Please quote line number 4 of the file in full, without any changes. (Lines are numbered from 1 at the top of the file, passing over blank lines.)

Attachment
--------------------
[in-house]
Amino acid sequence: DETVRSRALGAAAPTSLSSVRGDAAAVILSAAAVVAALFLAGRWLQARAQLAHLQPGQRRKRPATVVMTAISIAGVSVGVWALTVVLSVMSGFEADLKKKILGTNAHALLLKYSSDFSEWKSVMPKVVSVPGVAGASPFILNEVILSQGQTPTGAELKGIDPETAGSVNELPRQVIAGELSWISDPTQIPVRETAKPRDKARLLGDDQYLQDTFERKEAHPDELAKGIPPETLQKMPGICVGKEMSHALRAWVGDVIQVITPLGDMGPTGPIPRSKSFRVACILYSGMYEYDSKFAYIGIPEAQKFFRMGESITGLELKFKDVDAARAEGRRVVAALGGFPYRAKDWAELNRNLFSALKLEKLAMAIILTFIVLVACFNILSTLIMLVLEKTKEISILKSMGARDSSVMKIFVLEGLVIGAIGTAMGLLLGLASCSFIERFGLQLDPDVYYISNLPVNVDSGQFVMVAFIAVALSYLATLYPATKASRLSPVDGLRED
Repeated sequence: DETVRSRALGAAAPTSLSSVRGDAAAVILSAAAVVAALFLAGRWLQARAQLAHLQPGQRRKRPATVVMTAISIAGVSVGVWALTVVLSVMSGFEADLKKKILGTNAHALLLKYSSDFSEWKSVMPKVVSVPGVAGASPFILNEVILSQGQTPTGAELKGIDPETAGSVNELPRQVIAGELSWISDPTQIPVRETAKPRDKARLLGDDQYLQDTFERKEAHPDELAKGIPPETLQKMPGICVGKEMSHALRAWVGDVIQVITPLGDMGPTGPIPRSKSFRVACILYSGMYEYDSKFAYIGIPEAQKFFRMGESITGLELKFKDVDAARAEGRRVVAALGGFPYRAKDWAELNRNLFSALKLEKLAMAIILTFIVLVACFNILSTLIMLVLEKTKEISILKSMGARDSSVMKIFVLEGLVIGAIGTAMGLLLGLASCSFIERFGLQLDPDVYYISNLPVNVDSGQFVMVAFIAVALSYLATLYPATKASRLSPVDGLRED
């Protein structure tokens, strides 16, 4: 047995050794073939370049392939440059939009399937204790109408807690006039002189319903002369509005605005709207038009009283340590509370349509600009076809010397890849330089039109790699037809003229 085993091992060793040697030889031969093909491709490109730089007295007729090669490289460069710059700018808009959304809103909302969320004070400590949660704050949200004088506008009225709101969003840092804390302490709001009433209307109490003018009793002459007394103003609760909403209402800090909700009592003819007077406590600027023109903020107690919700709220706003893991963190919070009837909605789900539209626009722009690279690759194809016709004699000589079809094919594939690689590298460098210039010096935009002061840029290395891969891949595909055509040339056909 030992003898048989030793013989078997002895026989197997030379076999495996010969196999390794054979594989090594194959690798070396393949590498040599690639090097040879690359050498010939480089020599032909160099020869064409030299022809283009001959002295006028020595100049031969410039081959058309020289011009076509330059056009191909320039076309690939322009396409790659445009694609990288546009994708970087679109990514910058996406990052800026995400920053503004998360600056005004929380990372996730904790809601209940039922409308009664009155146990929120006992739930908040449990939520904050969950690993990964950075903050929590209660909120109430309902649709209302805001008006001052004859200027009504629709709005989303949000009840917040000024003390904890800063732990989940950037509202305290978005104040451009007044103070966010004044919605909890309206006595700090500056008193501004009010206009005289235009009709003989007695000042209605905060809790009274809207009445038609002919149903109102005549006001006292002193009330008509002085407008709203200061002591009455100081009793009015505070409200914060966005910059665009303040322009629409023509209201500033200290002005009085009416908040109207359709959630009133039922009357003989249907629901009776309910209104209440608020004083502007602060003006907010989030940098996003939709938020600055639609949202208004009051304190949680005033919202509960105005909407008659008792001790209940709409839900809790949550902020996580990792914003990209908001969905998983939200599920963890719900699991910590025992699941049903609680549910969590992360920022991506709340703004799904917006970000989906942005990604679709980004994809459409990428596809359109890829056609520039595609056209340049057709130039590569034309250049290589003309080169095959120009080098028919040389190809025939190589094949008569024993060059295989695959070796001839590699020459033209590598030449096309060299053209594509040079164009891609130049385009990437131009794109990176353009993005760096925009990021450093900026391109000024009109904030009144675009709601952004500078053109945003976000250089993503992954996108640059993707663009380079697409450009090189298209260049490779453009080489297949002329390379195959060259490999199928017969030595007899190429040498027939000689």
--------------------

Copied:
């Protein structure tokens, strides 16, 4: 047995050794073939370049392939440059939009399937204790109408807690006039002189319903002369509005605005709207038009009283340590509370349509600009076809010397890849330089039109790699037809003229 085993091992060793040697030889031969093909491709490109730089007295007729090669490289460069710059700018808009959304809103909302969320004070400590949660704050949200004088506008009225709101969003840092804390302490709001009433209307109490003018009793002459007394103003609760909403209402800090909700009592003819007077406590600027023109903020107690919700709220706003893991963190919070009837909605789900539209626009722009690279690759194809016709004699000589079809094919594939690689590298460098210039010096935009002061840029290395891969891949595909055509040339056909 030992003898048989030793013989078997002895026989197997030379076999495996010969196999390794054979594989090594194959690798070396393949590498040599690639090097040879690359050498010939480089020599032909160099020869064409030299022809283009001959002295006028020595100049031969410039081959058309020289011009076509330059056009191909320039076309690939322009396409790659445009694609990288546009994708970087679109990514910058996406990052800026995400920053503004998360600056005004929380990372996730904790809601209940039922409308009664009155146990929120006992739930908040449990939520904050969950690993990964950075903050929590209660909120109430309902649709209302805001008006001052004859200027009504629709709005989303949000009840917040000024003390904890800063732990989940950037509202305290978005104040451009007044103070966010004044919605909890309206006595700090500056008193501004009010206009005289235009009709003989007695000042209605905060809790009274809207009445038609002919149903109102005549006001006292002193009330008509002085407008709203200061002591009455100081009793009015505070409200914060966005910059665009303040322009629409023509209201500033200290002005009085009416908040109207359709959630009133039922009357003989249907629901009776309910209104209440608020004083502007602060003006907010989030940098996003939709938020600055639609949202208004009051304190949680005033919202509960105005909407008659008792001790209940709409839900809790949550902020996580990792914003990209908001969905998983939200599920963890719900699991910590025992699941049903609680549910969590992360920022991506709340703004799904917006970000989906942005990604679709980004994809459409990428596809359109890829056609520039595609056209340049057709130039590569034309250049290589003309080169095959120009080098028919040389190809025939190589094949008569024993060059295989695959070796001839590699020459033209590598030449096309060299053209594509040079164009891609130049385009990437131009794109990176353009993005760096925009990021450093900026391109000024009109904030009144675009709601952004500078053109945003976000250089993503992954996108640059993707663009380079697409450009090189298209260049490779453009080489297949002329390379195959060259490999199928017969030595007899190429040498027939000689």